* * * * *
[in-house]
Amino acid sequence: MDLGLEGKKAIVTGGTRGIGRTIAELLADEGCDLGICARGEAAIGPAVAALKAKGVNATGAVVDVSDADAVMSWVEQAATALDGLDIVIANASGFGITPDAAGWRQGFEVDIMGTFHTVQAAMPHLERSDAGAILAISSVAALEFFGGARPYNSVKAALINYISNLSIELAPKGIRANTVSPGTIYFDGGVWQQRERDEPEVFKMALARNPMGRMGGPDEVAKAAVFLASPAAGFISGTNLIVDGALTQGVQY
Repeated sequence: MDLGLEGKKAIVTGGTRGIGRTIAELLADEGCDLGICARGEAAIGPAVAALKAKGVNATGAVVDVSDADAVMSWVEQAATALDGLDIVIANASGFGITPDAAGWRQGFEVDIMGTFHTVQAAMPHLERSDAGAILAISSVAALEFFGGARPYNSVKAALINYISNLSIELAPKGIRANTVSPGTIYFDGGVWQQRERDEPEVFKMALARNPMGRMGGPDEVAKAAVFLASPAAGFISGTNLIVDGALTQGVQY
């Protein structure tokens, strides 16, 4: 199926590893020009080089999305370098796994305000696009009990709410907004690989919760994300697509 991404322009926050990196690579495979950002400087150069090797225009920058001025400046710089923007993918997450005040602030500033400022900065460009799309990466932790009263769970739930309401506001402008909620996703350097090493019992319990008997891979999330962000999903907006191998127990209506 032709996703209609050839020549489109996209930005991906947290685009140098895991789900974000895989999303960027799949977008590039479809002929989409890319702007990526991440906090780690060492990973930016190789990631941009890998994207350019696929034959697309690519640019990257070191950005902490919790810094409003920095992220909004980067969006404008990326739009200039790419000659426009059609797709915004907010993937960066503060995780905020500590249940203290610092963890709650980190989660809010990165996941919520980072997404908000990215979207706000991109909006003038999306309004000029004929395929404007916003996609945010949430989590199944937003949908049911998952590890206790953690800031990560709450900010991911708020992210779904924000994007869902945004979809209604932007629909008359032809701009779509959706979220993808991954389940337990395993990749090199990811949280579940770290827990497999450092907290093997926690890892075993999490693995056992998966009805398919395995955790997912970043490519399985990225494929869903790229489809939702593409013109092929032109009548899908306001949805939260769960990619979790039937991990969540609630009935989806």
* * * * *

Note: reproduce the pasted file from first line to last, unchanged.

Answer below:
[in-house]
Amino acid sequence: MDLGLEGKKAIVTGGTRGIGRTIAELLADEGCDLGICARGEAAIGPAVAALKAKGVNATGAVVDVSDADAVMSWVEQAATALDGLDIVIANASGFGITPDAAGWRQGFEVDIMGTFHTVQAAMPHLERSDAGAILAISSVAALEFFGGARPYNSVKAALINYISNLSIELAPKGIRANTVSPGTIYFDGGVWQQRERDEPEVFKMALARNPMGRMGGPDEVAKAAVFLASPAAGFISGTNLIVDGALTQGVQY
Repeated sequence: MDLGLEGKKAIVTGGTRGIGRTIAELLADEGCDLGICARGEAAIGPAVAALKAKGVNATGAVVDVSDADAVMSWVEQAATALDGLDIVIANASGFGITPDAAGWRQGFEVDIMGTFHTVQAAMPHLERSDAGAILAISSVAALEFFGGARPYNSVKAALINYISNLSIELAPKGIRANTVSPGTIYFDGGVWQQRERDEPEVFKMALARNPMGRMGGPDEVAKAAVFLASPAAGFISGTNLIVDGALTQGVQY
């Protein structure tokens, strides 16, 4: 199926590893020009080089999305370098796994305000696009009990709410907004690989919760994300697509 991404322009926050990196690579495979950002400087150069090797225009920058001025400046710089923007993918997450005040602030500033400022900065460009799309990466932790009263769970739930309401506001402008909620996703350097090493019992319990008997891979999330962000999903907006191998127990209506 032709996703209609050839020549489109996209930005991906947290685009140098895991789900974000895989999303960027799949977008590039479809002929989409890319702007990526991440906090780690060492990973930016190789990631941009890998994207350019696929034959697309690519640019990257070191950005902490919790810094409003920095992220909004980067969006404008990326739009200039790419000659426009059609797709915004907010993937960066503060995780905020500590249940203290610092963890709650980190989660809010990165996941919520980072997404908000990215979207706000991109909006003038999306309004000029004929395929404007916003996609945010949430989590199944937003949908049911998952590890206790953690800031990560709450900010991911708020992210779904924000994007869902945004979809209604932007629909008359032809701009779509959706979220993808991954389940337990395993990749090199990811949280579940770290827990497999450092907290093997926690890892075993999490693995056992998966009805398919395995955790997912970043490519399985990225494929869903790229489809939702593409013109092929032109009548899908306001949805939260769960990619979790039937991990969540609630009935989806």